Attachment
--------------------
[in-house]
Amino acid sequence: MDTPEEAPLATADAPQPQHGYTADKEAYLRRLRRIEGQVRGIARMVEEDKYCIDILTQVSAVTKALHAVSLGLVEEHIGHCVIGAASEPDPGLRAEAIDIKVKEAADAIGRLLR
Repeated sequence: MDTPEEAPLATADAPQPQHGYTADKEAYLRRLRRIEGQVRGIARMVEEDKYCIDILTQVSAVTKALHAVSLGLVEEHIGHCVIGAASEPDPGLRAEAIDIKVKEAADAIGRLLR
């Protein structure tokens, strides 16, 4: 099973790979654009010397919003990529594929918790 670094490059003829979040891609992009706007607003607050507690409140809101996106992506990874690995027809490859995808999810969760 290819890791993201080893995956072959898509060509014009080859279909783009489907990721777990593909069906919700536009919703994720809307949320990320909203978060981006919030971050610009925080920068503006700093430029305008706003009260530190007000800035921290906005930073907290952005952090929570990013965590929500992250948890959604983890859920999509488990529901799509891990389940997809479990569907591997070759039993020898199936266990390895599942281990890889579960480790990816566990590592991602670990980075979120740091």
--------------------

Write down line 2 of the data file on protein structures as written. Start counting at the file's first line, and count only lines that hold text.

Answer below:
Amino acid sequence: MDTPEEAPLATADAPQPQHGYTADKEAYLRRLRRIEGQVRGIARMVEEDKYCIDILTQVSAVTKALHAVSLGLVEEHIGHCVIGAASEPDPGLRAEAIDIKVKEAADAIGRLLR